Gastrointestinal System: Altered taste, anorexia, constipation, diarrhea, dyspepsia, flatulence, gastritis, hiccup, increased appetite, nausea, stomatitis, toothache, vomiting.

Musculoskeletal System: Arthralgia, myalgia.

Psychiatric: Agitation, amnesia, anxiety, confusion, decreased libido, depression, impaired concentration, insomnia, irritability, paroniria.

Reproductive System: Breast pain, dysmenorrhea, menorrhagia, vaginitis.

Respiratory System: Bronchitis, bronchospasm, coughing, dyspnea, epistaxis, hemoptysis, laryngitis, nasal dryness, pharyngitis, sinusitis, sneezing.

Skin and Appendages: Dermatitis, dry hair, dry skin, photosensitivity reaction, pruritus, purpura, rash, urticaria.

Urinary System: Altered micturition, urinary discoloration, urinary incontinence, urinary retention.

In addition, the following spontaneous adverse events have been reported rarely during the marketing of loratadine: abnormal hepatic function, including jaundice, hepatitis, and hepatic necrosis; alopecia; anaphylaxis; breast enlargement; erythema multiforme; peripheral edema; and seizures.

DRUG INTERACTIONS

Loratadine (10 mg once daily) has been coadministered with therapeutic doses of erythromycin, cimetidine, and ketoconazole in controlled clinical pharmacology studies in adult volunteers. Although increased plasma concentrations (AUC 0-24 hrs) of loratadine and/or descarboethoxyloratadine were observed following coadministration of loratadine with each of these drugs in normal volunteers (n = 24 in each study), there were no clinically relevant changes in the safety profile of loratadine, as assessed by electrocardiographic parameters, clinical laboratory tests, vital signs, and adverse events. There were no significant effects on QTc intervals, and no reports of sedation or syncope. No effects on plasma concentrations of cimetidine or ketoconazole were observed. Plasma concentrations (AUC 0-24 hrs) of erythromycin decreased 15% with coadministration of loratadine relative to that observed with erythromycin alone. The clinical relevance of this difference is unknown. These above findings are summarized in TABLE 1.

Effects on Plasma Concentrations (AUC 0-24 hrs) of Loratadine and Descarboethoxyloratadine After 10 Days of Coadministration (Loratadine 10 mg) in Normal Volunteers
Loratadine Descarboethoxyloratadine
Erythromycin (500 mg q8h) +40% +46%
Cimetidine (300 mg qid) +103% +6%
Ketoconazole (200 mg q12h) +307% +73%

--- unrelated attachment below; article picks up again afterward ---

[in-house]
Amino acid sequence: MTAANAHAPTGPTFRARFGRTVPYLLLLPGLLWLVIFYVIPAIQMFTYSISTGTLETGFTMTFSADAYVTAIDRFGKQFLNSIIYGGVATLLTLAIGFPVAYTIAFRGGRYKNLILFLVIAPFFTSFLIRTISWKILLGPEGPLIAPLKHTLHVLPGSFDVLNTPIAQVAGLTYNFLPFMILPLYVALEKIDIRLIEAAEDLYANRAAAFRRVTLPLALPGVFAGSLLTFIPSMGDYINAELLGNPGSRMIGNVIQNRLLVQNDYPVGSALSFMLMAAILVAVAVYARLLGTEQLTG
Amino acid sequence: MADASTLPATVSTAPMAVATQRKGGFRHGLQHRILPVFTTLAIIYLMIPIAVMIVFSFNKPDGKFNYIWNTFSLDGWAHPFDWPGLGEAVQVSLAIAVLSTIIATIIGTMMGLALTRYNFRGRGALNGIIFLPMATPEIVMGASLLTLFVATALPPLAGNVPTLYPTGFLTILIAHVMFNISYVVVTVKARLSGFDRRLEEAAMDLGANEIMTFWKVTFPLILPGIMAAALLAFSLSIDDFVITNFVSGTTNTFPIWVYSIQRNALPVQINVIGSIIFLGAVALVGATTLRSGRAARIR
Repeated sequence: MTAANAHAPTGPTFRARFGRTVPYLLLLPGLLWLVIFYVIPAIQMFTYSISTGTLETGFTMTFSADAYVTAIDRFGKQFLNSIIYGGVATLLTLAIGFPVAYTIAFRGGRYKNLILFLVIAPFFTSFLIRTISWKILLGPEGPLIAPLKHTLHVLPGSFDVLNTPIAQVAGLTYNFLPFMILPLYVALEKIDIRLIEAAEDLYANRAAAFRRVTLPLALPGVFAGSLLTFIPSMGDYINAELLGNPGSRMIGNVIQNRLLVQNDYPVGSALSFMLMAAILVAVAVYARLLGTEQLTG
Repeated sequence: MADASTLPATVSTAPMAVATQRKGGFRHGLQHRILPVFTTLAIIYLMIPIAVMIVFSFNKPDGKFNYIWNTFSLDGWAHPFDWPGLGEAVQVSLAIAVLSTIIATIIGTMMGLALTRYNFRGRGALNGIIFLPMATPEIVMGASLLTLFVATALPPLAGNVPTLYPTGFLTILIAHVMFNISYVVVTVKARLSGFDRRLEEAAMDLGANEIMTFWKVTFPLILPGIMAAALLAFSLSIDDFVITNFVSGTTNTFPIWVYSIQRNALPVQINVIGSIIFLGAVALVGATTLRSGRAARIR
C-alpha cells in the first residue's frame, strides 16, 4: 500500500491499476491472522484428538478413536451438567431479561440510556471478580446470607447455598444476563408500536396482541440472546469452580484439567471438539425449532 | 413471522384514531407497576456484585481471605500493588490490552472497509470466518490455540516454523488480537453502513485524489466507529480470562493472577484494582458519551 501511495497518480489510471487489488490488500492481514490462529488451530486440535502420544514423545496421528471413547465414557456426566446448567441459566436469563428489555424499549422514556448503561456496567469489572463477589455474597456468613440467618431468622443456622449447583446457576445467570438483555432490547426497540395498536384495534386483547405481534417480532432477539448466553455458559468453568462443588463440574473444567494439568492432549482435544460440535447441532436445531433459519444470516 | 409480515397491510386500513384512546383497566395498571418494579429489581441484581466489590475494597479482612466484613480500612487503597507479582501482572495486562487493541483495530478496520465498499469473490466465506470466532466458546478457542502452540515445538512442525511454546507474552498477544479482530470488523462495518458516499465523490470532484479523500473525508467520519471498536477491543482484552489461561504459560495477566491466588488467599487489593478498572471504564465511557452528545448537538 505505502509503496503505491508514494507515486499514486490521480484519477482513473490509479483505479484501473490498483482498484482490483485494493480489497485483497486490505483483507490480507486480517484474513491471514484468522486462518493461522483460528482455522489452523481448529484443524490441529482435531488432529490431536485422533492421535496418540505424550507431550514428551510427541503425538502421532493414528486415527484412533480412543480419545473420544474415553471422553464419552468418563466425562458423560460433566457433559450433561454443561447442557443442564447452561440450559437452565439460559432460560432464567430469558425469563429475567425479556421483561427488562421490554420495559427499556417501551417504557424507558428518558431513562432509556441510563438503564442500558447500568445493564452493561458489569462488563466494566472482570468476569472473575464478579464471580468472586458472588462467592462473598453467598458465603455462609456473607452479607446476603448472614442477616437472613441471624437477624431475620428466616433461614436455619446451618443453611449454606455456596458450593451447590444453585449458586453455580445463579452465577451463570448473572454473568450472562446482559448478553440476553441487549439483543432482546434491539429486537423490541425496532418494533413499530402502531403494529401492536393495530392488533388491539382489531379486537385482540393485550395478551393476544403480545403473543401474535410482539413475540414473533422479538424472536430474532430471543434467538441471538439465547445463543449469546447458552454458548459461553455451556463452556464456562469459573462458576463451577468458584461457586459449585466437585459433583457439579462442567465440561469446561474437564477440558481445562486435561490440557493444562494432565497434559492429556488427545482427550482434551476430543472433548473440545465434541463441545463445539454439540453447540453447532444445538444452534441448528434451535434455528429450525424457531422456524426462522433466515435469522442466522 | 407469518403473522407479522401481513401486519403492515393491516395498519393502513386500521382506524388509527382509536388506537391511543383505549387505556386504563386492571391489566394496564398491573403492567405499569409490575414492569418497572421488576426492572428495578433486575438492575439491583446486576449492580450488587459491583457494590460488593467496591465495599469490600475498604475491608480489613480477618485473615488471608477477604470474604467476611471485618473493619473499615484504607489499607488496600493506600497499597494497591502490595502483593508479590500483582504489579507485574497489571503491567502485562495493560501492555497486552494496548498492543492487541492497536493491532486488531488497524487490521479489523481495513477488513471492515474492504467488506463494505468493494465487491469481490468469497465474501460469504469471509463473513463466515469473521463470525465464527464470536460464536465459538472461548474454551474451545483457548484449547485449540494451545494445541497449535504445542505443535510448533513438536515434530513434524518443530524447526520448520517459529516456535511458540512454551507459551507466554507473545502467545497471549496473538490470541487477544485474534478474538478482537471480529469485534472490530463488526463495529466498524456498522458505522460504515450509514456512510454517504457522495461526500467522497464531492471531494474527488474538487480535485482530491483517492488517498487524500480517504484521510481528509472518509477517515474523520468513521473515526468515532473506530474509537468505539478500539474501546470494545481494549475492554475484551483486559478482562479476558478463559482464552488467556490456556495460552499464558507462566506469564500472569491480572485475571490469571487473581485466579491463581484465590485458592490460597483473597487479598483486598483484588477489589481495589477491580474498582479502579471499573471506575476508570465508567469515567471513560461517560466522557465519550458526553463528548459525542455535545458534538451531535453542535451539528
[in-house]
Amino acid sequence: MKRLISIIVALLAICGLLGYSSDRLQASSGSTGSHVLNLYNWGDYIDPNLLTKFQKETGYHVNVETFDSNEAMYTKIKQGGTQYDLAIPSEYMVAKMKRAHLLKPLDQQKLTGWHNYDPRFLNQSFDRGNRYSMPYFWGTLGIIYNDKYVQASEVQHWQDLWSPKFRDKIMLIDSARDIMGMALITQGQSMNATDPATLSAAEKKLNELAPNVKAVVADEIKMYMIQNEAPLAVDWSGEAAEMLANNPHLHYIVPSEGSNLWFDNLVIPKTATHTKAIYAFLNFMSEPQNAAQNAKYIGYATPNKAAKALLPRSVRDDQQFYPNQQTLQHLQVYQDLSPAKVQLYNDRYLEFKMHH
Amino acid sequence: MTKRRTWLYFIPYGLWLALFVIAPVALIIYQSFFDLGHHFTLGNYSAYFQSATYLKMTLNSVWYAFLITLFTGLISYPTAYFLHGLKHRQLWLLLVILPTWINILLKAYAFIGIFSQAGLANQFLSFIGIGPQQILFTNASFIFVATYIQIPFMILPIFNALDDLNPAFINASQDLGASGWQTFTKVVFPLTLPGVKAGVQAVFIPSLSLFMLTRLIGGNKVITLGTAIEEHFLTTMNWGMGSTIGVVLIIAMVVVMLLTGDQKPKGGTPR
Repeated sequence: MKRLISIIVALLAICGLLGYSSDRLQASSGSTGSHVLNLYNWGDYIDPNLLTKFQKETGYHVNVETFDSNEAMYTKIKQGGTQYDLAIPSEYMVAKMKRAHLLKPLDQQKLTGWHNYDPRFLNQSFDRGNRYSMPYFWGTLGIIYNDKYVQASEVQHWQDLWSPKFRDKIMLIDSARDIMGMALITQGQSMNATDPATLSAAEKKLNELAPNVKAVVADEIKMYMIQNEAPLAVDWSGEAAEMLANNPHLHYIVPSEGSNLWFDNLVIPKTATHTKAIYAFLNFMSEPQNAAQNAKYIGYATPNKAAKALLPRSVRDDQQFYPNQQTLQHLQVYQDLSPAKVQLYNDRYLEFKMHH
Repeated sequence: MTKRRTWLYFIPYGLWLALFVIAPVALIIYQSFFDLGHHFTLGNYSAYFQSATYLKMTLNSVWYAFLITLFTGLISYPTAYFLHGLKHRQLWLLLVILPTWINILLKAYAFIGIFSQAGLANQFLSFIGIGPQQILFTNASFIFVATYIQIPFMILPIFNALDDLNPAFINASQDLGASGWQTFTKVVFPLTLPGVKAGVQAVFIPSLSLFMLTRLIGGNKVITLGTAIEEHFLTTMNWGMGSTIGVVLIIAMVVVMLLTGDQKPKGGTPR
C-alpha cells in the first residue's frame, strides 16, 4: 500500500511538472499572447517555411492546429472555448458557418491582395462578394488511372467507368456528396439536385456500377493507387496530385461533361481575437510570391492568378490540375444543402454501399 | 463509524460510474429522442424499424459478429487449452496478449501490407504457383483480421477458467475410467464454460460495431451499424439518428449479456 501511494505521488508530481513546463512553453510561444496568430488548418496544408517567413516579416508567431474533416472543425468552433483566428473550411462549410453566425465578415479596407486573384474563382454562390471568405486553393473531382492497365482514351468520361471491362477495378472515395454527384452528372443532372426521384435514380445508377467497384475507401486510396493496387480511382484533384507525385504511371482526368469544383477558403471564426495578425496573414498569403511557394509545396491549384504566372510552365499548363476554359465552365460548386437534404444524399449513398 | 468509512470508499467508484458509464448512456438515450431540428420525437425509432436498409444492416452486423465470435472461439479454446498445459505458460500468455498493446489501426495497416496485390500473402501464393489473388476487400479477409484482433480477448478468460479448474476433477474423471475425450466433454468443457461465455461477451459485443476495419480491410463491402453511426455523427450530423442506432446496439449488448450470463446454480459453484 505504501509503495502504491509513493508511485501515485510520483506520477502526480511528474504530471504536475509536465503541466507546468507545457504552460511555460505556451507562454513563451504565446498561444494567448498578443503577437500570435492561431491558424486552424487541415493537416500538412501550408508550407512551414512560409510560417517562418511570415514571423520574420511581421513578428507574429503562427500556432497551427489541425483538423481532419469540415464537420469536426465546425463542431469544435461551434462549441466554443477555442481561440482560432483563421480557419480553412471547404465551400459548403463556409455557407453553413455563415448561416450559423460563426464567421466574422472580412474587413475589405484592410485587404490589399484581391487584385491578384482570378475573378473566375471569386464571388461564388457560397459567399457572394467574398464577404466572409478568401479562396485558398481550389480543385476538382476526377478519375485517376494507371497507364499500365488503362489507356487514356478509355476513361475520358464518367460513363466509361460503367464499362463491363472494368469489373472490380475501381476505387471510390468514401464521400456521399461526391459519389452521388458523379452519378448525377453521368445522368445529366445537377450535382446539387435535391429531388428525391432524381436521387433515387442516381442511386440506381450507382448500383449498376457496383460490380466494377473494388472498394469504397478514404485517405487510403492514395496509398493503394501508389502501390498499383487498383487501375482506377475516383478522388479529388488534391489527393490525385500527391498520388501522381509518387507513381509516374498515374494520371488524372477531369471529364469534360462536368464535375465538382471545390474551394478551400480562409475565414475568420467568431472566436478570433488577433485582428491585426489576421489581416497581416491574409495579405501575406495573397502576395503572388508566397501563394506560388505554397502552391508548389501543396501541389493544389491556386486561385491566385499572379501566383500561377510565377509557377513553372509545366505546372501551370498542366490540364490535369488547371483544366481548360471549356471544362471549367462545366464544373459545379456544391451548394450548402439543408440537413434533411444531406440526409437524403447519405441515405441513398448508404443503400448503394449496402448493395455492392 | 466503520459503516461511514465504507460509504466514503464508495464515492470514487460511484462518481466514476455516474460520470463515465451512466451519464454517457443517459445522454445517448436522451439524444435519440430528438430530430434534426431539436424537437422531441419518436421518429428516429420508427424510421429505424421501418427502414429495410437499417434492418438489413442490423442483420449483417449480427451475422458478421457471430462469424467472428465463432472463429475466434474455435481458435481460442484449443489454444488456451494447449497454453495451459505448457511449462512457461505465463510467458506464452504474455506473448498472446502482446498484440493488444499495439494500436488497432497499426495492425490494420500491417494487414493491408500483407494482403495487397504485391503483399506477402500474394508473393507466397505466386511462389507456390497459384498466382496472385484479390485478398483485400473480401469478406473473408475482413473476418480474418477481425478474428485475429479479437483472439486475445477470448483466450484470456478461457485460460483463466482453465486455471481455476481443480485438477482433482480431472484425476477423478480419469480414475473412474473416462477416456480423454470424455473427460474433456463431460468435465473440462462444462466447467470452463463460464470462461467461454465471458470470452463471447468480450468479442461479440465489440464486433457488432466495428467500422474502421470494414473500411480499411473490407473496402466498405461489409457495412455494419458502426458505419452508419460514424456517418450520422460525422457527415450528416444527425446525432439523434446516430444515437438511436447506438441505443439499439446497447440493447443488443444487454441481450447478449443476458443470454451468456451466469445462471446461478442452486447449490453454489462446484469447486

There does not appear to be an increase in adverse events in subjects who received oral contraceptives and loratadine.



REPORTS OF SUSPECTED CLARITIN SIDE EFFECTS / ADVERSE REACTIONS

Below is a sample of reports where side effects / adverse reactions may be related to Claritin. The information is not vetted and should not be considered as verified clinical evidence.

Possible Claritin side effects / adverse reactions in 49 year old female

Reported by a individual with unspecified qualification from Canada on 2011-10-11

Patient: 49 year old female weighing 76.0 kg (167.2 pounds)

Reactions: Hypersensitivity, Skin Exfoliation, Drug Hypersensitivity, Chills, Pain, Urticaria, Skin Oedema, Erythema, Convulsion, Skin Warm

Adverse event resulted in: life threatening event, hospitalization

Suspect drug(s):
Claritin



Possible Claritin side effects / adverse reactions in 42 year old female

Reported by a consumer/non-health professional from United States on 2011-10-12

Patient: 42 year old female

Reactions: Pharyngeal Oedema, Pain in Extremity, Pain, Oedema Peripheral, Urticaria

Suspect drug(s):
Claritin

Other drugs received by patient: Prednisone



Possible Claritin side effects / adverse reactions in 44 year old female

Reported by a physician from Canada on 2011-10-14

Patient: 44 year old female

Reactions: Thrombolysis, Hypotension, Bradycardia, Electrocardiogram ST Segment Elevation, Acute Myocardial Infarction

Adverse event resulted in: hospitalization

Suspect drug(s):
Claritin



See index of all Claritin side effect reports >>

Drug label data at the top of this Page last updated: 2006-01-09

-- advertisement -- The American Red Cross
 
Home | About Us | Contact Us | Site usage policy | Privacy policy

All Rights reserved - Copyright DrugLib.com, 2006-2012